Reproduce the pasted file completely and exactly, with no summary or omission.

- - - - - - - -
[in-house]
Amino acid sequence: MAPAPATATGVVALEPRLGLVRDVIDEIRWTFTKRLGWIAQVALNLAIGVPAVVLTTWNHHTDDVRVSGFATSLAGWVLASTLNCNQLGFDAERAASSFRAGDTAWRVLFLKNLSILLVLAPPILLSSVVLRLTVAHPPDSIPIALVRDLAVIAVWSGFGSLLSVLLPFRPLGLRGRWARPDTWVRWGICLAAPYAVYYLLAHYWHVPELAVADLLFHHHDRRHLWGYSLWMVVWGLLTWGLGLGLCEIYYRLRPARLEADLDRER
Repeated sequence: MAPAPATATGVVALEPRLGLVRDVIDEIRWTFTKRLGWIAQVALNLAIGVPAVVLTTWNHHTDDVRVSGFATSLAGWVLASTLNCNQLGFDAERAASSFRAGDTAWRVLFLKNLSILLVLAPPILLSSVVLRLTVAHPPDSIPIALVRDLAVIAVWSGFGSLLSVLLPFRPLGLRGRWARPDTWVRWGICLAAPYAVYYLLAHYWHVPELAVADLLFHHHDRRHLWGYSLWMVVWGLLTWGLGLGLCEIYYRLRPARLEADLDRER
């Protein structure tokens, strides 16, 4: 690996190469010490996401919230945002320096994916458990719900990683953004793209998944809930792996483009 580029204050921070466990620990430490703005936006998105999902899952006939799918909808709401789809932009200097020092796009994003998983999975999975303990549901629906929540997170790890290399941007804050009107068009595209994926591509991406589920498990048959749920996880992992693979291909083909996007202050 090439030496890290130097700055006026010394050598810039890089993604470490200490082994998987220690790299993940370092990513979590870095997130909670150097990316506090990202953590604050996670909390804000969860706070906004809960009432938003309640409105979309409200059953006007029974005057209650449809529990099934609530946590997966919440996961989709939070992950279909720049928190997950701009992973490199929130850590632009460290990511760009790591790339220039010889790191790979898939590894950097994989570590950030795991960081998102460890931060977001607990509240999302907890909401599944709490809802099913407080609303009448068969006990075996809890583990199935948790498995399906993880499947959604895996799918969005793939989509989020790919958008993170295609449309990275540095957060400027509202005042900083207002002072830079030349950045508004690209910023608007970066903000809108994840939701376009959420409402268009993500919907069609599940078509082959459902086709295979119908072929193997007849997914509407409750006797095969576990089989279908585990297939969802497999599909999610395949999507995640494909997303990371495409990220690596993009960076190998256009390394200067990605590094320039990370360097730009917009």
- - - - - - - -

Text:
[in-house]
Amino acid sequence: MAPAPATATGVVALEPRLGLVRDVIDEIRWTFTKRLGWIAQVALNLAIGVPAVVLTTWNHHTDDVRVSGFATSLAGWVLASTLNCNQLGFDAERAASSFRAGDTAWRVLFLKNLSILLVLAPPILLSSVVLRLTVAHPPDSIPIALVRDLAVIAVWSGFGSLLSVLLPFRPLGLRGRWARPDTWVRWGICLAAPYAVYYLLAHYWHVPELAVADLLFHHHDRRHLWGYSLWMVVWGLLTWGLGLGLCEIYYRLRPARLEADLDRER
Repeated sequence: MAPAPATATGVVALEPRLGLVRDVIDEIRWTFTKRLGWIAQVALNLAIGVPAVVLTTWNHHTDDVRVSGFATSLAGWVLASTLNCNQLGFDAERAASSFRAGDTAWRVLFLKNLSILLVLAPPILLSSVVLRLTVAHPPDSIPIALVRDLAVIAVWSGFGSLLSVLLPFRPLGLRGRWARPDTWVRWGICLAAPYAVYYLLAHYWHVPELAVADLLFHHHDRRHLWGYSLWMVVWGLLTWGLGLGLCEIYYRLRPARLEADLDRER
């Protein structure tokens, strides 16, 4: 690996190469010490996401919230945002320096994916458990719900990683953004793209998944809930792996483009 580029204050921070466990620990430490703005936006998105999902899952006939799918909808709401789809932009200097020092796009994003998983999975999975303990549901629906929540997170790890290399941007804050009107068009595209994926591509991406589920498990048959749920996880992992693979291909083909996007202050 090439030496890290130097700055006026010394050598810039890089993604470490200490082994998987220690790299993940370092990513979590870095997130909670150097990316506090990202953590604050996670909390804000969860706070906004809960009432938003309640409105979309409200059953006007029974005057209650449809529990099934609530946590997966919440996961989709939070992950279909720049928190997950701009992973490199929130850590632009460290990511760009790591790339220039010889790191790979898939590894950097994989570590950030795991960081998102460890931060977001607990509240999302907890909401599944709490809802099913407080609303009448068969006990075996809890583990199935948790498995399906993880499947959604895996799918969005793939989509989020790919958008993170295609449309990275540095957060400027509202005042900083207002002072830079030349950045508004690209910023608007970066903000809108994840939701376009959420409402268009993500919907069609599940078509082959459902086709295979119908072929193997007849997914509407409750006797095969576990089989279908585990297939969802497999599909999610395949999507995640494909997303990371495409990220690596993009960076190998256009390394200067990605590094320039990370360097730009917009």